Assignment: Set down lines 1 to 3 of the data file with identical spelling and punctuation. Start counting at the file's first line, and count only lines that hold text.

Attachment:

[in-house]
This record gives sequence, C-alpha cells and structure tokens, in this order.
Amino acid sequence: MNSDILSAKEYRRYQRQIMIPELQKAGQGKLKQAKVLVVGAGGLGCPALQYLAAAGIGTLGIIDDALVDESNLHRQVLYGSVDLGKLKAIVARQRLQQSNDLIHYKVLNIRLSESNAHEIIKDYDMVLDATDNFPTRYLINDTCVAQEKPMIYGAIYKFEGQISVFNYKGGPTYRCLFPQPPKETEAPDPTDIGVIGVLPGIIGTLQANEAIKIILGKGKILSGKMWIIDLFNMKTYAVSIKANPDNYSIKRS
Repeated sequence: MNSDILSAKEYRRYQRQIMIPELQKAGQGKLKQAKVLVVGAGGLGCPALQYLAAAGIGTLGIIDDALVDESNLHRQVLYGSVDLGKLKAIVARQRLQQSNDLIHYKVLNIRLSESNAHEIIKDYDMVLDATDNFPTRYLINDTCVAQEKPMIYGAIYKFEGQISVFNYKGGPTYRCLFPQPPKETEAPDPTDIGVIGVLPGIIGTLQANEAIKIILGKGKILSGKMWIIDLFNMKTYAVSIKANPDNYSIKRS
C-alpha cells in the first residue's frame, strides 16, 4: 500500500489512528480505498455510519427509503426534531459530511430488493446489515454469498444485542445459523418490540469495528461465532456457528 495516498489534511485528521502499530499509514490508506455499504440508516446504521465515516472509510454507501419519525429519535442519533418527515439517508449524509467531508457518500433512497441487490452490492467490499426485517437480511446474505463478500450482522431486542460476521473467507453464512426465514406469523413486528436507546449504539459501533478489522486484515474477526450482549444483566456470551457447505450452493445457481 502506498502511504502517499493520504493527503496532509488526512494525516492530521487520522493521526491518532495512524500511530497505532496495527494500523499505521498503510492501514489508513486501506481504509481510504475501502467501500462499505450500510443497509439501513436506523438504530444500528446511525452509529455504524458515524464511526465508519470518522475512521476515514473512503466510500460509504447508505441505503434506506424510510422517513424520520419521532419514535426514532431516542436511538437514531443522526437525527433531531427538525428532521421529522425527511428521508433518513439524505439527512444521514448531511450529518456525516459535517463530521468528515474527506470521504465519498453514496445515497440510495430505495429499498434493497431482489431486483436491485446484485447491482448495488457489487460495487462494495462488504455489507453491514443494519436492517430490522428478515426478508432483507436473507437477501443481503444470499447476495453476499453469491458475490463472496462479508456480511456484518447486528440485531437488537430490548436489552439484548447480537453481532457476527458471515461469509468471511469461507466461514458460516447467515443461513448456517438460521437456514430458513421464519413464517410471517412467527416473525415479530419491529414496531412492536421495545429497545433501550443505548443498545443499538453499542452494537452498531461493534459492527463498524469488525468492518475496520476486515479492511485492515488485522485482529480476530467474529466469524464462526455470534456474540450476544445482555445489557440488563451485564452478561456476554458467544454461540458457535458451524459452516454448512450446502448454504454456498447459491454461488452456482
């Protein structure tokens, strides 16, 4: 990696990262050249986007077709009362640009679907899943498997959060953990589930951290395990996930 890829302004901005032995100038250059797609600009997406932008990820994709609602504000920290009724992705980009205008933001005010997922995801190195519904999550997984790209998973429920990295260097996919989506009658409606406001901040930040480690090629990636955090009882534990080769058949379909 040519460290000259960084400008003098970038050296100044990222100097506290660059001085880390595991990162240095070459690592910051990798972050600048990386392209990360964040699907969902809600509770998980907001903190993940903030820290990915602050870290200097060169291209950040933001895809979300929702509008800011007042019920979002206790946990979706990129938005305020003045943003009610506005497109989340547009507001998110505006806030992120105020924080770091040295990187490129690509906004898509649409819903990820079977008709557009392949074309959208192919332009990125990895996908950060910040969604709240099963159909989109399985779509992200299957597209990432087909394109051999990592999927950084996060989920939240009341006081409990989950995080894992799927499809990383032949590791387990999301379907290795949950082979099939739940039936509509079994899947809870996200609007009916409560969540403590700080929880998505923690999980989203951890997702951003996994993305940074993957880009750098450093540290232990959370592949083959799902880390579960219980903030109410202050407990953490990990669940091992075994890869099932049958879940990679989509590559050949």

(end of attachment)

[in-house]
This record gives sequence, C-alpha cells and structure tokens, in this order.
Amino acid sequence: MNSDILSAKEYRRYQRQIMIPELQKAGQGKLKQAKVLVVGAGGLGCPALQYLAAAGIGTLGIIDDALVDESNLHRQVLYGSVDLGKLKAIVARQRLQQSNDLIHYKVLNIRLSESNAHEIIKDYDMVLDATDNFPTRYLINDTCVAQEKPMIYGAIYKFEGQISVFNYKGGPTYRCLFPQPPKETEAPDPTDIGVIGVLPGIIGTLQANEAIKIILGKGKILSGKMWIIDLFNMKTYAVSIKANPDNYSIKRS